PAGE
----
On the heels of the British Booker Prize shortlist come the American National Book Awards longlists in Fiction, Nonfiction, Poetry, and Young People's Literature. The five-book shortlists will be announced on October 15th, the day after the Booker winner is announced. We will learn the winner in each NBA category on November 19th.
While we're waiting for Scotland's decision on independence, let's take a look at the NBA's 10-book Fiction longlist below:
Molly Antopol: The UnAmericans (W. W. Norton, February 2014). Antopol is a National Book Foundation 5 Under 35 Awardee. This is a critically lauded short-story collection, set in various countries, involving Jewish immigrants who struggle with feelings of estrangement.
John Darnielle: Wolf in White Van (Farrar, Straus and Giroux, September 16, 2014). Darnielle, a musician and lyricist for the Mountain Goats, has crafted a novel about a disfigured young man who created and runs the role-playing fantasy game, Trace Italian, from his southern California apartment.
Anthony Doerr: All the Light We Cannot See (Scribner, May 2014).
Marie Laure is blind. She and her father, master of locks at the National History Museum in Paris, flee to Saint-Malo on the Brittany coast during World War II. In her dad's pocket is a famous gem, sought by a Nazi treasure hunter.
Phil Klay: Redeployment (The Penguin Press, May 2014). Klay served in Iraq with the U. S. Marines. This is a collection of powerful short stories about fighting in Afghanistan and Iraq, and fitting in back home afterward. I read it and shelved it with books such as Herman Wouk's The Winds of War, Karl Marlantes's Matterhorn, and Pat Barker's First World War trilogy (Regeneration, The Eye in the Door, The Ghost Road).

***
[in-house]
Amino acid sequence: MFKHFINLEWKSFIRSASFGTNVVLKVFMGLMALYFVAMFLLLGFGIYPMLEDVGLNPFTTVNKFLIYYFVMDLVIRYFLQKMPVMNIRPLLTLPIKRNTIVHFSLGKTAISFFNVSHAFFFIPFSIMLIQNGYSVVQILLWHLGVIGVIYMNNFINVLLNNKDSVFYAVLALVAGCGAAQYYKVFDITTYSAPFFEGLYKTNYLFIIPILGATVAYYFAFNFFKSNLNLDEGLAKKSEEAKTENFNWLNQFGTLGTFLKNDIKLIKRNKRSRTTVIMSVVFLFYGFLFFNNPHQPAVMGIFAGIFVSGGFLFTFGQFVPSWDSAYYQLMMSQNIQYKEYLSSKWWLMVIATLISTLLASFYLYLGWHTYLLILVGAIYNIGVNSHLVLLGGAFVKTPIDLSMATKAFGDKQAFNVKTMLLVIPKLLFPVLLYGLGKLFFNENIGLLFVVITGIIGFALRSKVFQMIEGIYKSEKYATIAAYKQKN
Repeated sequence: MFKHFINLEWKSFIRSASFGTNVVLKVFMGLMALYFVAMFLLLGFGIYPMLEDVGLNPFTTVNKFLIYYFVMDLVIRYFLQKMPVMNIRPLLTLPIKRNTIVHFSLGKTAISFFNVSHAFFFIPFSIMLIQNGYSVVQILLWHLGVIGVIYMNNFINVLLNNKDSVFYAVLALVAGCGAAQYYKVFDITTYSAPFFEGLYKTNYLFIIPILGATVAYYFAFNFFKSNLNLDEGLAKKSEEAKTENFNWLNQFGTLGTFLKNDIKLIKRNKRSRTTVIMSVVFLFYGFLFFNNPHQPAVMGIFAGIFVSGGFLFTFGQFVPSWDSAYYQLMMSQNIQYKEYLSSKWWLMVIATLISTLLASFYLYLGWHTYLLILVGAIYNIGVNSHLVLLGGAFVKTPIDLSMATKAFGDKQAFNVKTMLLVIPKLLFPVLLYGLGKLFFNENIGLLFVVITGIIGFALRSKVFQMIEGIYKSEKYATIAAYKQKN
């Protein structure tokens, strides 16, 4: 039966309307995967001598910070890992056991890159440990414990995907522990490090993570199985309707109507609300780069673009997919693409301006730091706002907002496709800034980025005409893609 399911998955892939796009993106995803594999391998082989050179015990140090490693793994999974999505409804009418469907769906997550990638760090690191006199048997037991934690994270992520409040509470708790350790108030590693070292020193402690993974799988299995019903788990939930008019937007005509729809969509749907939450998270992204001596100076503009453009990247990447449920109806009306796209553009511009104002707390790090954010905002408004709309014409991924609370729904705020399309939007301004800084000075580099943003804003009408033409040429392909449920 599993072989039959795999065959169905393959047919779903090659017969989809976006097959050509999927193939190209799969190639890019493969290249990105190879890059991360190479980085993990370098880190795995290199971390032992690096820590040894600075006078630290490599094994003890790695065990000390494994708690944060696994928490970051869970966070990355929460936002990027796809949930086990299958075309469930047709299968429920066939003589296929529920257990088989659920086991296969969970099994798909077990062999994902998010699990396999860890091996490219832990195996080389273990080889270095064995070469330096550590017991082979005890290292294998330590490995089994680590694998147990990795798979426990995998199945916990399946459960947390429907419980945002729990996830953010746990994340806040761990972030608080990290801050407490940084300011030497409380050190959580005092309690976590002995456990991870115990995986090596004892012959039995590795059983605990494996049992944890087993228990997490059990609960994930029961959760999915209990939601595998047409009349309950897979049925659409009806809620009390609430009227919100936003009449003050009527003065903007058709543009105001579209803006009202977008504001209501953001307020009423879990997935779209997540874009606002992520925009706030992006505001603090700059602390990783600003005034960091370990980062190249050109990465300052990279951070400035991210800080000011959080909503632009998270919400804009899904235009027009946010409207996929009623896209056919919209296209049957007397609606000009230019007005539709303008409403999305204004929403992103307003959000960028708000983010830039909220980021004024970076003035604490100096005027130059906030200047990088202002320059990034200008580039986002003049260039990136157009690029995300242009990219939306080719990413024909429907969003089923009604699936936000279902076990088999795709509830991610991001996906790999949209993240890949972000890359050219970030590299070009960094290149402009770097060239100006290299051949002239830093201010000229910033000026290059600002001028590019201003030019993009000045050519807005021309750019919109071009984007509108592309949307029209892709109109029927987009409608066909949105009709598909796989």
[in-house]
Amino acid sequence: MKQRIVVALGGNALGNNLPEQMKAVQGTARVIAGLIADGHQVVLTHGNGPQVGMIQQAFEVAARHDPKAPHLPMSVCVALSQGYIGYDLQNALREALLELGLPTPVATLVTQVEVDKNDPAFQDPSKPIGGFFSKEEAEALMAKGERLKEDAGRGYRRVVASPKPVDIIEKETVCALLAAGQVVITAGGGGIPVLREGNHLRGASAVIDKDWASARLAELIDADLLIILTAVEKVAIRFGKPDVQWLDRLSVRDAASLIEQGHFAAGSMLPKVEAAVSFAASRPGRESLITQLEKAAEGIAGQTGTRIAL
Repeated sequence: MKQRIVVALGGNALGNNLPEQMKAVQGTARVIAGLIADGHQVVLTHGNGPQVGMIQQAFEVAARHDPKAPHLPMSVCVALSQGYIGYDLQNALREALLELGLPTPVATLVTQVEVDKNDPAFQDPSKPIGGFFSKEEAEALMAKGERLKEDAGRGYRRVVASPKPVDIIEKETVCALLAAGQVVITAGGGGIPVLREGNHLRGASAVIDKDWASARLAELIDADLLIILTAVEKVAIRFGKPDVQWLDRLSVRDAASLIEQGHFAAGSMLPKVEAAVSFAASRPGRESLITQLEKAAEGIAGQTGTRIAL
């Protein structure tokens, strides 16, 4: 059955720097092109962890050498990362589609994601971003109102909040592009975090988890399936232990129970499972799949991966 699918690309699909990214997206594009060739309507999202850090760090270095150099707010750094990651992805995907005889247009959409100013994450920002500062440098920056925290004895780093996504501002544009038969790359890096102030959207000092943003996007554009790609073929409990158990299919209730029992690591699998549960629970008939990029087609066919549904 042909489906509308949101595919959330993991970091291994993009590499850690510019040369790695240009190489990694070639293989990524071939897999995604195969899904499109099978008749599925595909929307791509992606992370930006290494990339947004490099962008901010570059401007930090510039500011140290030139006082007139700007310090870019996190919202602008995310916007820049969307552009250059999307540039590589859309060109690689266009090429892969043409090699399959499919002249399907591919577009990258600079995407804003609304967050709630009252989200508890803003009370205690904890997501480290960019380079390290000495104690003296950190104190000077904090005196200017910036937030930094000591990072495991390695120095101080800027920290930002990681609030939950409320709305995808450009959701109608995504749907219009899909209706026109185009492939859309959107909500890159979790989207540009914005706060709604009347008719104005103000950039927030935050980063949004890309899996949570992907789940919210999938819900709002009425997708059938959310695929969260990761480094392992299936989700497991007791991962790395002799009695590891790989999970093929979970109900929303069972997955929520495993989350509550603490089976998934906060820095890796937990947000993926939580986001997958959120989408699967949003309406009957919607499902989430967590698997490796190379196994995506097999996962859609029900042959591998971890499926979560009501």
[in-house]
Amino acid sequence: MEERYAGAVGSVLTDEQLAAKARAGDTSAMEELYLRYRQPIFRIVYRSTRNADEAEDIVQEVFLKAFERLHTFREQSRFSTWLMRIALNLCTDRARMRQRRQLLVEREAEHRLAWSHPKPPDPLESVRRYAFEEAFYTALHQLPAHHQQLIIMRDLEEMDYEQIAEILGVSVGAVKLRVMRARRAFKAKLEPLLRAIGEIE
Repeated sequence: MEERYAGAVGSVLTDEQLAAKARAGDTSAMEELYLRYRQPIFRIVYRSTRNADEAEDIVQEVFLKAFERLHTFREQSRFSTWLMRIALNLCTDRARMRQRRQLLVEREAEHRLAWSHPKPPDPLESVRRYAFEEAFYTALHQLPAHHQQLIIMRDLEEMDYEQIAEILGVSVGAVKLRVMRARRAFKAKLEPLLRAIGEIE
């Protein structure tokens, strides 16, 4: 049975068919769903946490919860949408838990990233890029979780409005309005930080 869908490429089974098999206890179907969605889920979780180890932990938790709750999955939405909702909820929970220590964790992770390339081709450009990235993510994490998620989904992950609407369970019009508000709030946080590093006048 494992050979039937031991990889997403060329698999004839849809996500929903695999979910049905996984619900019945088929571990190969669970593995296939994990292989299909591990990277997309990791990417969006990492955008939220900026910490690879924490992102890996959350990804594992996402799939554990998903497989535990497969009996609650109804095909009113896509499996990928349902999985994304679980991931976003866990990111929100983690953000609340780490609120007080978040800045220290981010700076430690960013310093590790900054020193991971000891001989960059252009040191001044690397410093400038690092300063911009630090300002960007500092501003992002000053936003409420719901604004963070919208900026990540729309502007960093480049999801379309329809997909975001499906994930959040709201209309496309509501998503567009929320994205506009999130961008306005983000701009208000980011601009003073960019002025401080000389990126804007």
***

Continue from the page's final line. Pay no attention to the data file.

Emily St. John Mandel: Station Eleven (Knopf, September 9, 2014). Set in the days before and after the Georgia Flu eliminates most of humankind, this dystopian novel features a band of Shakespearean actors traveling through the Great Lakes region of North America to perform for scattered groups of survivors.
Elizabeth McCracken: Thunderstruck & Other Stories (The Dial Press, April 2014). McCracken is a former public librarian whose The Giant's House was a National Book Award finalist. Publishers Weekly says she has a "slightly askew manner of looking at the world," which should make this collection focusing on loss very interesting.
Richard Powers: Orfeo (W. W. Norton, January 2014). When Peter Els's dog has a heart attack, he calls 911. Responders discover the 70-year-old composer's home microbiology laboratory. The feds think he's a bioterrorist, so Els scrams. I enjoyed this book, Els's reflections on life, music, and technology while on the road.
Marilynne Robinson: Lila (Farrar, Straus and Giroux, October 7, 2014). This is the third in Robinson's trilogy of books set in Gilead, Iowa (Gilead and Home are the first two) and tells the story of Lila, who became Rev. John Ames's wife.
Jane Smiley: Some Luck (Knopf, October 7, 2014). Rosanna and Walter Langdon raise their five children on a Denby, Iowa farm. This is the first in a trilogy that begins in 1920 and will cover a century.
The books I haven't read on this longlist are on my list of books to read. I loved last year's National Book Award for Fiction winner, James McBride's The Good Lord Bird, rollicking historical fiction about abolitionist John Brown (see review here). I'll be very curious to see this year's whittled shortlist and winner.
P.S. My twice-promised Monday review of Celeste Ng's Everything I Never Told You fell victim to an unexpected deluge of work. I realize my credibility is shot, but I will have the review done on Monday.
Right off the bat I can supply three reasons to like this novel: 1) it skewers Wikipedia; 2) it aims for the grand scale, but with a sense of proportion (too often fiction about whatever happens to be the most recent American military activity virtually begs you to accept and knowledge me as a MAJOR STATEMENT; there’s nothing of that kind here); and 3) it contains a vocabulary word none of us have ever seen before in our lives, “coprophagous”.ReplyDelete